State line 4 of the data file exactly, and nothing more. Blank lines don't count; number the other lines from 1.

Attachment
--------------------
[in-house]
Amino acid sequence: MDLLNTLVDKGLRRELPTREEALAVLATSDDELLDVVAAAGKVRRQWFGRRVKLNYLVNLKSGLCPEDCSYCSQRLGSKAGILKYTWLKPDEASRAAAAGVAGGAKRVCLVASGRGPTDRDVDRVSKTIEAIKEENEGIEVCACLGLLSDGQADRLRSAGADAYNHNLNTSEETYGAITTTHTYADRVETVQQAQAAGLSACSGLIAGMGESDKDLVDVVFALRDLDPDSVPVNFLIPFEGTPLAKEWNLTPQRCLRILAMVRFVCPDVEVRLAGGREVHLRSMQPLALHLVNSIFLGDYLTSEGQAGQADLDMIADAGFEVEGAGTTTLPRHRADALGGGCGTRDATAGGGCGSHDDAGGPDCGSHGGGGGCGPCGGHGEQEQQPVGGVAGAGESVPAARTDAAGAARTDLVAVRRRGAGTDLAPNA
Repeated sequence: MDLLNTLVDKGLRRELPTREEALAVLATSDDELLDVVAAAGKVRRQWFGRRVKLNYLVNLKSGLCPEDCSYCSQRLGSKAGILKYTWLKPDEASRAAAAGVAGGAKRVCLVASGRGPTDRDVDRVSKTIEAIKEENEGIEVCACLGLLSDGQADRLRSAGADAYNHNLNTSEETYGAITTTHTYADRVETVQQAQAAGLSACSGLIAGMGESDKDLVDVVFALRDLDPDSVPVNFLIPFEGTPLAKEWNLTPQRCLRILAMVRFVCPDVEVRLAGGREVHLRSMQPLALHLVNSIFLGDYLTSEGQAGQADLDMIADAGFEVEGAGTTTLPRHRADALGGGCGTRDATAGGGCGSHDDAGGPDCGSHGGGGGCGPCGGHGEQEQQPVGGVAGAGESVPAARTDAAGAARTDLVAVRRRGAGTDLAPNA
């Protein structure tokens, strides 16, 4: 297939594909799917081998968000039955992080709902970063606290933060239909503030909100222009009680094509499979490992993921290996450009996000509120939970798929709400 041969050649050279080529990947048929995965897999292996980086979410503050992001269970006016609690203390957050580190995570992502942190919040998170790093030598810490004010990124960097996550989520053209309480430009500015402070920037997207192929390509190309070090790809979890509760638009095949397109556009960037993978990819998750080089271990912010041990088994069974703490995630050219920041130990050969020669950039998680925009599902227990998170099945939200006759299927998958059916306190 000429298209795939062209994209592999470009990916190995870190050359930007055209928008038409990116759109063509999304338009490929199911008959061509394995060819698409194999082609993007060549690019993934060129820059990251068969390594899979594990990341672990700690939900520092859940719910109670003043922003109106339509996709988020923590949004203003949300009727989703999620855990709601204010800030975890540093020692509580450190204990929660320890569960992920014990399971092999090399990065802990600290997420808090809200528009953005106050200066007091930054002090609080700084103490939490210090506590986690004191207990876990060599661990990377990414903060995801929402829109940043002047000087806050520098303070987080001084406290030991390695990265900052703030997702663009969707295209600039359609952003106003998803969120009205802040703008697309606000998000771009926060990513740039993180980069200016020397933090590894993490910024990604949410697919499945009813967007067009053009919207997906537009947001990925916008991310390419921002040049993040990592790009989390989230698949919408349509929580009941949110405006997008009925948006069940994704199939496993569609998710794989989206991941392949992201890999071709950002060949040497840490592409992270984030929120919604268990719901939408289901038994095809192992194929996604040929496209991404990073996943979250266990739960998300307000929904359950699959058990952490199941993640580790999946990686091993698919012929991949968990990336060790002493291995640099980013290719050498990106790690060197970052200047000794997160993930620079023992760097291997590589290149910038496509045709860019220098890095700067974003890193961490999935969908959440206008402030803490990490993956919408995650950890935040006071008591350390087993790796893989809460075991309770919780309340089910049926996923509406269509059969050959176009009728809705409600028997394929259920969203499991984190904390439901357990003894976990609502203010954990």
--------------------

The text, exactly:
């Protein structure tokens, strides 16, 4: 297939594909799917081998968000039955992080709902970063606290933060239909503030909100222009009680094509499979490992993921290996450009996000509120939970798929709400 041969050649050279080529990947048929995965897999292996980086979410503050992001269970006016609690203390957050580190995570992502942190919040998170790093030598810490004010990124960097996550989520053209309480430009500015402070920037997207192929390509190309070090790809979890509760638009095949397109556009960037993978990819998750080089271990912010041990088994069974703490995630050219920041130990050969020669950039998680925009599902227990998170099945939200006759299927998958059916306190 000429298209795939062209994209592999470009990916190995870190050359930007055209928008038409990116759109063509999304338009490929199911008959061509394995060819698409194999082609993007060549690019993934060129820059990251068969390594899979594990990341672990700690939900520092859940719910109670003043922003109106339509996709988020923590949004203003949300009727989703999620855990709601204010800030975890540093020692509580450190204990929660320890569960992920014990399971092999090399990065802990600290997420808090809200528009953005106050200066007091930054002090609080700084103490939490210090506590986690004191207990876990060599661990990377990414903060995801929402829109940043002047000087806050520098303070987080001084406290030991390695990265900052703030997702663009969707295209600039359609952003106003998803969120009205802040703008697309606000998000771009926060990513740039993180980069200016020397933090590894993490910024990604949410697919499945009813967007067009053009919207997906537009947001990925916008991310390419921002040049993040990592790009989390989230698949919408349509929580009941949110405006997008009925948006069940994704199939496993569609998710794989989206991941392949992201890999071709950002060949040497840490592409992270984030929120919604268990719901939408289901038994095809192992194929996604040929496209991404990073996943979250266990739960998300307000929904359950699959058990952490199941993640580790999946990686091993698919012929991949968990990336060790002493291995640099980013290719050498990106790690060197970052200047000794997160993930620079023992760097291997590589290149910038496509045709860019220098890095700067974003890193961490999935969908959440206008402030803490990490993956919408995650950890935040006071008591350390087993790796893989809460075991309770919780309340089910049926996923509406269509059969050959176009009728809705409600028997394929259920969203499991984190904390439901357990003894976990609502203010954990």